5 Fall Superfoods
By: Brandi Wagner, RHN
1 October, 2017 by
5 Fall Superfoods
Sun Chlorella USA

I don't know about you, but when I think of fall I instantly start drooling. If you love comfort food, it's likely that fall is your happy place too. Squash is in season, turkey or tofurkey is likely to be in your near future and pumpkin spice lattes get ready to make their annual appearance once again.

The only caveat with the glorious season where the leaves turn bright orange and cozy wool sweaters emerge from your closet are the energy-crashing properties of tempting fall treats. Yes, I'm calling out those pumpkin spice lattes and festive bags of Halloween candy that grace the inner grocery store aisles. Not exactly fall superfoods, but super tasty nonetheless, right?

It can also be tempting to be less active as the months get cooler and the days get shorter. And the less active you are, the harder it can be to maintain healthy energy levels. Instead of rising at 6 a.m. to go to the gym, the cooler months can have a stay-warm-curled-up-in-blankets effect. When you add seasonal sweets to the mix, you're setting yourself up for energy crashes and feeling heavy and sluggish throughout the fall season.

How Processed Sugar Makes You Feel Tired and Sluggish

The processed sugar found in sweetened coffees, candy, chocolate bars, hot chocolate, cookies and muffins produce a not-so-ideal sequence of events in the body that wreak havoc on your blood sugar levels. When your blood sugar levels are imbalanced from consuming processed sugar, you'll feel a lack of energy throughout the day and eventually notice your overall feeling of health and wellness start to decline.

Unlike fruit and other foods found in nature, processed sugar does not contain the important nutrients such as protein, fiber and healthy fats that help slow the release of sugar into the bloodstream. Instead, processed sugar is a concentrated form of glucose that overwhelms your body upon ingestion.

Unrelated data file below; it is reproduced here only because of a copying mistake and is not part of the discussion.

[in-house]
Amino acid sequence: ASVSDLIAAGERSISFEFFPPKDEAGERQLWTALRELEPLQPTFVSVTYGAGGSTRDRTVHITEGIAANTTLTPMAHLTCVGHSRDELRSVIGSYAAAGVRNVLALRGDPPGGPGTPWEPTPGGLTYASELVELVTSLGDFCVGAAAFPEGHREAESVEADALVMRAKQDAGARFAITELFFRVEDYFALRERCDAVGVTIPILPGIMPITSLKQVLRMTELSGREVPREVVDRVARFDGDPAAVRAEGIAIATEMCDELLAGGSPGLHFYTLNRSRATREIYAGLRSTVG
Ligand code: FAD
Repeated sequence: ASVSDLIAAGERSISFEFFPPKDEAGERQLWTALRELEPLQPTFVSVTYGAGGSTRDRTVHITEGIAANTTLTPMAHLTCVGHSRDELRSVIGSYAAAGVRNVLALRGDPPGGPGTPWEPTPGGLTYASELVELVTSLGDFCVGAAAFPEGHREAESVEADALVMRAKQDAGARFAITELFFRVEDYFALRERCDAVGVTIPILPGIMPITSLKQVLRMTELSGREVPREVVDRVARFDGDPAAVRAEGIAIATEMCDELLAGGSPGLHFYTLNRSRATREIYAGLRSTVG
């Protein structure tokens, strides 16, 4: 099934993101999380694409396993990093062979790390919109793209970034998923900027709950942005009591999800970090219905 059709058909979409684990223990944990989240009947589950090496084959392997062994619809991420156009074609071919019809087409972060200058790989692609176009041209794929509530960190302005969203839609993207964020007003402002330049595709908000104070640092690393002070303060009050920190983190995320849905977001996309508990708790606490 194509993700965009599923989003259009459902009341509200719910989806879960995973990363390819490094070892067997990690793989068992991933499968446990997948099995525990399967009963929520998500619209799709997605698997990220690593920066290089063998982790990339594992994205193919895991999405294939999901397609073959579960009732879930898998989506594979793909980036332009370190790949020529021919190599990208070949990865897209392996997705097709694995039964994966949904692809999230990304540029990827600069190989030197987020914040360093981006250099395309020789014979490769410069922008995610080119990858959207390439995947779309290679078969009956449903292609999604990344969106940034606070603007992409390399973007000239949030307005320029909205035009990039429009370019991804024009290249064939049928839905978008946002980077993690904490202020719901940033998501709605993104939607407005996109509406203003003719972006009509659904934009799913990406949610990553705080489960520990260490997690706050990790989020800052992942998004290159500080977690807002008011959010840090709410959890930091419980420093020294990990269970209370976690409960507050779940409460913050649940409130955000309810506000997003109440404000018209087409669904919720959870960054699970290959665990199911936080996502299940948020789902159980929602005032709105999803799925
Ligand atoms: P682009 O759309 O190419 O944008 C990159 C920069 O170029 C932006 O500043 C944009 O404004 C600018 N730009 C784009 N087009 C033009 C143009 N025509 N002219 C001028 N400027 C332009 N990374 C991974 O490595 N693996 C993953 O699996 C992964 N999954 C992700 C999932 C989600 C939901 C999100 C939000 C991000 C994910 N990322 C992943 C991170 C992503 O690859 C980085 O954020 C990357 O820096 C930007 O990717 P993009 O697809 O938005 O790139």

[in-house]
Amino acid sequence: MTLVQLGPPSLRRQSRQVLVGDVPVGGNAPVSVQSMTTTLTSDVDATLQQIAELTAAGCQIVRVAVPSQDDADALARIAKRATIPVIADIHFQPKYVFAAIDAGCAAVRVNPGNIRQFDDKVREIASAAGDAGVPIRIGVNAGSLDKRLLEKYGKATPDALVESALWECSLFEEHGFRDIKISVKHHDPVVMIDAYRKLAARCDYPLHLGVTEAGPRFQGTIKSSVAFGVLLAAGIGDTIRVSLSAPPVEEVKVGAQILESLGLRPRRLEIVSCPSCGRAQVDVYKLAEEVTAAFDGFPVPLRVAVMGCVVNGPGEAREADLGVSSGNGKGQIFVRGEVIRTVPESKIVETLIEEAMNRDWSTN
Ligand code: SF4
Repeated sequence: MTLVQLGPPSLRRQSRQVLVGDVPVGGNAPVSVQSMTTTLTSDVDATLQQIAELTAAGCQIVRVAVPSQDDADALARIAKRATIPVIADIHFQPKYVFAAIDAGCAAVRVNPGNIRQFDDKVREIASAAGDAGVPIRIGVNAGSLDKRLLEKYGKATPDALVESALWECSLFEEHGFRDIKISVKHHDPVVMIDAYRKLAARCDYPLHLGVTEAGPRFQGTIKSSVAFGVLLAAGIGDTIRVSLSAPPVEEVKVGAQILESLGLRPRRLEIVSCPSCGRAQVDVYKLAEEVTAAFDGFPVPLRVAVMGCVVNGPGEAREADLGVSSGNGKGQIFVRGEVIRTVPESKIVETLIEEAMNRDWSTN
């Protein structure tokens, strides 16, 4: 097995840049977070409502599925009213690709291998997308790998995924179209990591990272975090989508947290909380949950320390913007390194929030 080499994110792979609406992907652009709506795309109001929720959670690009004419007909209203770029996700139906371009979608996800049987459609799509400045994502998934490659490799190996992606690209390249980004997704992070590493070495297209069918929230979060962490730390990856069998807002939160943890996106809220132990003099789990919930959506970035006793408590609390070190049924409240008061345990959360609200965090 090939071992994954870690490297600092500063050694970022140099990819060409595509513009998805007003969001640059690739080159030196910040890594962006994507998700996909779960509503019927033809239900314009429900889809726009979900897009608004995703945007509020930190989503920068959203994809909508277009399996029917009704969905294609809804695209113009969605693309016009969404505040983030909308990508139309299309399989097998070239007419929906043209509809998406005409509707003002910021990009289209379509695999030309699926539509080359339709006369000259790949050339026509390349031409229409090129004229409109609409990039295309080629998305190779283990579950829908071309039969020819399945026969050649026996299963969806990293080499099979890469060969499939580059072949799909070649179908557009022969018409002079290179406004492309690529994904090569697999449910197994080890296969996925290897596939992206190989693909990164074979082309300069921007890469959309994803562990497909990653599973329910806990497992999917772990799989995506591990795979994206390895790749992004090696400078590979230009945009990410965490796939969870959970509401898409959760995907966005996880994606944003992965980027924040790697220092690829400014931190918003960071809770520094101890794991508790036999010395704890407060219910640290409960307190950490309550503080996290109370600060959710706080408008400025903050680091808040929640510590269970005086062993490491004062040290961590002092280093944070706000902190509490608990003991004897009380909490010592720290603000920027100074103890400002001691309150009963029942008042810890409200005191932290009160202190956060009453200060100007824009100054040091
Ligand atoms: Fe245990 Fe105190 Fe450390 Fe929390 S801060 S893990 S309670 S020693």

As processed sugar enters your bloodstream, your blood sugar levels experience a rapid spike, causing you to feel an immediate increase in your energy levels. This sounds like a good thing, but because the energy isn't coming from a sustainable source, your energy levels will drop or crash just as quickly. As you begin to feel tired and drained, your body will send out signals for more energy, usually in the form of sugar cravings. And so the vicious blood sugar crash and spike cycle begins.

Rather than starting fall off in a way that causes your health and wellness to decline, take advantage of the nutrient-dense fall superfoods that this season has to offer instead. Despite the dark and sometimes gloomy autumn days, it's possible for your energy levels to soar and to wake up feeling refreshed naturally without hitting the snooze button 35 times.

As a sidenote, you may be thinking it's typical for a nutritionist to tell you to stay away from processed sugar—as if that's something you don't already know. But hear me out. When your diet is full of real, whole foods and you're receiving optimum levels of vitamins, minerals, healthy fats and good quality protein, there's room for that little treat here and there. After all, I think we can agree that chocolate is one of life's greatest pleasures!

As a general guideline, follow the 80/20 rule. Keep 80% of your diet full of nutrient dense foods to allow flexibility with the other 20%. That way, you'll feel great throughout the fall season without a sense of being deprived of seasonal treats.

On that note, here are five nutrient-dense fall superfoods to provide your body with proper nutrition in the cooler months for rejuvenation and energy.

1. Pumpkins and Pumpkin Seeds 

Pumpkins are an energy boosting complex carbohydrate full of fiber, vitamins and minerals. Because they contain loads of fiber, the carbs in pumpkin break down into sugar slowly, which means your body is supplied with steady energy rather than a quick spike and crash. The fiber in pumpkin also helps keep your appetite satisfied for longer.

Pumpkins are high in potassium, which makes them a great plant based food to use as a pre-workout or post-workout ingredient in your smoothies. And don't forget about pumpkin seeds!